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Quotations I love: Become what you already are

Lynne Baab • Thursday February 18 2021

Quotations I love: Become what you already are

“The Christian indicative statement is not ‘This is what you ought to be.’ The Christian imperative is not ‘Now be as much like this as possible.’ Instead, the indicative is ‘You are already thus; your true life is this.’ And the imperative is ‘Enter upon your possession.’ In the familiar epigram so often used to describe the Christian position, it is a matter of ‘Become what you already are’; and that is a strikingly different approach from ‘Try to be a bit better than you are.’”
—C. F. D. Moule [1]

During Lent  in my childhood, I would often give up candy. This was not a huge sacrifice because I didn’t like candy very much (my joy was cookies and cake). I gave up candy because that’s what my friends did. I don’t think we had a clear idea of why we did it, but we had a vague understanding that we were sacrificing like Jesus did on the cross (a good thing to understand), and another vague idea that desiring things was a sign that something was wrong with human beings (not a great thing to believe). Giving up candy for six weeks was perhaps an attempt to be better people during Lent and fight human desire.

This week marks the beginning of Lent. Throughout Christian history, Lent has been a season of reflection and self-examination. As we confront human sin, and our tendency to fall into it, humans try various ways to address the gap between who we were created to be and how we live in everyday life. One approach is to try to be a bit better than we are – maybe by giving up candy for a while.

This week’s quotation addresses that tendency head on. I invite you to go back to the top of this post and slowly re-read the words from C. F. D. Moule (1908-2007), an English priest and New Testament Scholar, writing in 1955. He’s using two terms, “indicative statement” and “imperative statements” to describe a statement of belief and a statement of what we should do in response.

Who are we in Christ? What do you consider to be your deepest identity as a follower of Christ and adopted child in God’s family? We are fearfully and wonderfully made by a generous Creator (Psalm 139:14). We are Jesus’ brothers and sisters, part of God’s family, freed from the fear of death through Jesus’ death (Hebrews 2:11-15). The Holy Spirit indwells us, making Jesus known to us (John 14:25-26) and bearing good fruit in our lives (Galatians 5:22-23). We have been given spiritual gifts so that the Body of Christ can work well together, and we are in fact the limbs and eyes and ears of Christ's Body (Romans 12:3-8). “You are already thus; your true life is this. . . . Enter into your possession.”

Moule goes on to say that when we stress “become what you are” as our imperative, we shift from an emphasis on human effort to a place of receptivity of God’s gifts to us. He writes,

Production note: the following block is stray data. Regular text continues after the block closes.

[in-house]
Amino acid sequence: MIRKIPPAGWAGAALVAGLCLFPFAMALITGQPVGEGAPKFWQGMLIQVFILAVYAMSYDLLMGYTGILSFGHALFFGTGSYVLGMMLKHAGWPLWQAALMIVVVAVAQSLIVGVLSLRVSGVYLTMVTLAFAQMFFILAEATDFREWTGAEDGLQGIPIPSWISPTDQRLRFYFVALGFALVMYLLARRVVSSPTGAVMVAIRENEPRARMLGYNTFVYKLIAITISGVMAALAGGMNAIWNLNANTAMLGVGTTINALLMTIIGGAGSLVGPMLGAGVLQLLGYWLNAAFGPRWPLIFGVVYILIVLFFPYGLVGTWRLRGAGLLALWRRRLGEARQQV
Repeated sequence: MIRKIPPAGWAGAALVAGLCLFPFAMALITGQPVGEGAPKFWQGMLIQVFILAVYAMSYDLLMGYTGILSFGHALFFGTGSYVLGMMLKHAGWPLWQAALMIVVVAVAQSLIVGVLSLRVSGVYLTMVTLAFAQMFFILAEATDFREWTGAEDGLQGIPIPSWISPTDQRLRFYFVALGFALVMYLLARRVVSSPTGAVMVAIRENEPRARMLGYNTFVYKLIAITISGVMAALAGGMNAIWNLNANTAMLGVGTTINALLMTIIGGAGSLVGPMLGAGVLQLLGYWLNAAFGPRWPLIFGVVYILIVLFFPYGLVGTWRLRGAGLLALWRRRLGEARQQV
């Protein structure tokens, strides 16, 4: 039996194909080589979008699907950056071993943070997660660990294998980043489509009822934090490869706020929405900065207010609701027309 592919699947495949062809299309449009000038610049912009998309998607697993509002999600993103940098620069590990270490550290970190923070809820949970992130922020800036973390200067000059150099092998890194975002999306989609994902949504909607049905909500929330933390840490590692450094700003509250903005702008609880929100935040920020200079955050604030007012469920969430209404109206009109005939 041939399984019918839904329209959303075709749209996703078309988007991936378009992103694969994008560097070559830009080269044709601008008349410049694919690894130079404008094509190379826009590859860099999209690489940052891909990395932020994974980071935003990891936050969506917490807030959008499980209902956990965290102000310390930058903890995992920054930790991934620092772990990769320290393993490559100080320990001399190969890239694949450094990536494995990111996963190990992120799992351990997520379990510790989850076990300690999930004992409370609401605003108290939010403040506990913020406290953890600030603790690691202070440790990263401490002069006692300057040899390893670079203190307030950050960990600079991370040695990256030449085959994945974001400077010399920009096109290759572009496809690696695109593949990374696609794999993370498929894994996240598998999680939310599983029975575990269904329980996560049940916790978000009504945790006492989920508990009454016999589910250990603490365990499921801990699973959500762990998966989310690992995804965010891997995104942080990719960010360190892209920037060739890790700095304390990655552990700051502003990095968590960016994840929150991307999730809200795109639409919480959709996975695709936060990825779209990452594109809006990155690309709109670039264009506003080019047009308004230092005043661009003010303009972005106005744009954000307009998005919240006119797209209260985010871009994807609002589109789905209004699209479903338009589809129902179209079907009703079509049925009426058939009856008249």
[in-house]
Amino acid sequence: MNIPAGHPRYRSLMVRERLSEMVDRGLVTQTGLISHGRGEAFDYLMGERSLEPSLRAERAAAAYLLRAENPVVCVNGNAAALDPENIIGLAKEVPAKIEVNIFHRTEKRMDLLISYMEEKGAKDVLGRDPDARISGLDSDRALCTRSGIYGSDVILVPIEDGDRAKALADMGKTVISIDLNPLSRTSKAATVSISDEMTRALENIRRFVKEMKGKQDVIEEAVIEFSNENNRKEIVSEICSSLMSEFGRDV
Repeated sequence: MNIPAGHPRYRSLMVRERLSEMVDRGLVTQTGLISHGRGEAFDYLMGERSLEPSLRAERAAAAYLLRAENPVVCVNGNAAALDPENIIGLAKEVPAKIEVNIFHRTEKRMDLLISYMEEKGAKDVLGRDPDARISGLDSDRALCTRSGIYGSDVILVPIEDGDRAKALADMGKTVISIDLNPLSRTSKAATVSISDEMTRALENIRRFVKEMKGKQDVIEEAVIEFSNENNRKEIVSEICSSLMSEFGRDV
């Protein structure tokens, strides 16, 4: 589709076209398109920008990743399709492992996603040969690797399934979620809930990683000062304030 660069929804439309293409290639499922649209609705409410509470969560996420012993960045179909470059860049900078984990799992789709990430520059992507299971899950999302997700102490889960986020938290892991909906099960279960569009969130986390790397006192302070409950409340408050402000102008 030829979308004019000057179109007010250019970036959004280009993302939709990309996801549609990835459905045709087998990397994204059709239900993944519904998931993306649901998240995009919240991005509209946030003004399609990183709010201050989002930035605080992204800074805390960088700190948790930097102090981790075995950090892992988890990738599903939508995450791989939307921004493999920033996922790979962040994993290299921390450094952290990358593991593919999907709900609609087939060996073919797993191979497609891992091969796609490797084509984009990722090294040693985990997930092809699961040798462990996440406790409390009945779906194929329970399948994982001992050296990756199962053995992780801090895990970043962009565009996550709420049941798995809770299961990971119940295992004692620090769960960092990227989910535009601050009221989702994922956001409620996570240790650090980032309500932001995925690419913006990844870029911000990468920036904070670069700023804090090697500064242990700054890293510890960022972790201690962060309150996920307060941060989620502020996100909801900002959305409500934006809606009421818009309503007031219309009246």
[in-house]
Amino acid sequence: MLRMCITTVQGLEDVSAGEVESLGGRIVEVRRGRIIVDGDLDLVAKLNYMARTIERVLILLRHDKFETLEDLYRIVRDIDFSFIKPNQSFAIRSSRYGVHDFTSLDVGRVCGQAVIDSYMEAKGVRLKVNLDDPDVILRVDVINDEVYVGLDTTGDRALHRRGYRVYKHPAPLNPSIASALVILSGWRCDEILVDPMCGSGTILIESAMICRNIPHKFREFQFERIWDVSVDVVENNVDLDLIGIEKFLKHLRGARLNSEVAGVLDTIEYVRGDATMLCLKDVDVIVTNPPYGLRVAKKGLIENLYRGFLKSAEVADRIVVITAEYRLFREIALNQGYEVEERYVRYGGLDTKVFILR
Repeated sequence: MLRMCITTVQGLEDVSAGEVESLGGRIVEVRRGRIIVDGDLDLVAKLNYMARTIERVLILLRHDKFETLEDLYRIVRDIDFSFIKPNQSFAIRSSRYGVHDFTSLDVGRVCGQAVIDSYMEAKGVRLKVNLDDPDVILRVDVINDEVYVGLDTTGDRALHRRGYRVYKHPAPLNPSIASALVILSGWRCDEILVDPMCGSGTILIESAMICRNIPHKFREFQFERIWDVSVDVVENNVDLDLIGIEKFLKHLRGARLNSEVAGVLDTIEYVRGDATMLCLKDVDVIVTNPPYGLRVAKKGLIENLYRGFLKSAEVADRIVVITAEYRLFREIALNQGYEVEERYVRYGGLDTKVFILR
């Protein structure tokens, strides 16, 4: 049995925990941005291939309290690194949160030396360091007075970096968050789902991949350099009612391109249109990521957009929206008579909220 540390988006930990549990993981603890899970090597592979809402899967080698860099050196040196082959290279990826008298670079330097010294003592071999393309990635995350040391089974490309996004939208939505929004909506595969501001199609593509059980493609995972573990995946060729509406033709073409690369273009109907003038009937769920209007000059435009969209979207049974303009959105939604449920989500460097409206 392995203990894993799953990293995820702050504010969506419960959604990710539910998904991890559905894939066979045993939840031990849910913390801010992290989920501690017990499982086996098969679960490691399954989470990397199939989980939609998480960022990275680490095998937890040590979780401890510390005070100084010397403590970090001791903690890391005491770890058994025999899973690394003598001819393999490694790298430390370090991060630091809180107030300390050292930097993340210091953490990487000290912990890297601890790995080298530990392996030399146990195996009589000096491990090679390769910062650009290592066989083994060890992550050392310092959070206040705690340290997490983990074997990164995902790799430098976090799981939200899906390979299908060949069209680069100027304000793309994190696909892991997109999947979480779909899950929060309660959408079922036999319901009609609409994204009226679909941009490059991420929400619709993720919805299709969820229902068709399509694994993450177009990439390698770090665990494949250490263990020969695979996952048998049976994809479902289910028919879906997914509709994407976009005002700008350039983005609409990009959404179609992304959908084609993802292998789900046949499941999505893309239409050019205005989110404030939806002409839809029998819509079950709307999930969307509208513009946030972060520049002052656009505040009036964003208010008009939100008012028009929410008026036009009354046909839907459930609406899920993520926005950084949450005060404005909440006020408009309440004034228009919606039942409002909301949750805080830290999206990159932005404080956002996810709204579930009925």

“Trust in human effort implies all that Christianity denies. It assumes the ability of human nature to struggle upwards by itself; whereas the Christian formula, ‘Become what you are,’ sees in God a divine gift, and calls human nature to accept it. It says membership in the Christian Church, in the Body of Christ, has already possessed you of the life of Christ. To be a baptized member of the Church is to be a limb of the Christ who has passed through the grave and gate of death into life. Believe this, trust him, and begin to enter on your possession.” [2]

The challenge during Lent is to give up something or add something that helps us enter into our possession. When I wrote my book on fasting, people talked about fasting from certain foods, and when their hand reached out for that food, they stopped to remember God’s love and care for them. That form of fasting is not about making ourselves a little bit better. That’s fasting for the purpose of remembering who God is.

During Lent, some people try to simplify their lives or write in their journal every day, habits that make space to ponder God’s presence with us. These and other spiritual practices for Lent can help us pray more often, ponder God’s work in our lives more deeply, read the Bible more consistently so we can grasp exactly what God is inviting us into.

“You are already thus; your true life is this. . . . Enter upon your possession.”

(Next week: the last four sentences of P. D. James’ last book. Illustration by Dave Baab: Harrison Hot Springs, British Columbia. I love to get new subscribers. Sign up below to receive an email when I post on this blog.)

In 2015 I wrote a Lenten devotional that uses one psalm for each day of Lent, with particular focus on the psalms that Jesus quoted. Draw Near is available in pdf for free download, and it’s illustrated by my talented husband, Dave Baab.

[1] C. F. D. Moule, “Reach and Grasp,” Theology Today xii (1955-6), 485.
[2] Ibid., 486.

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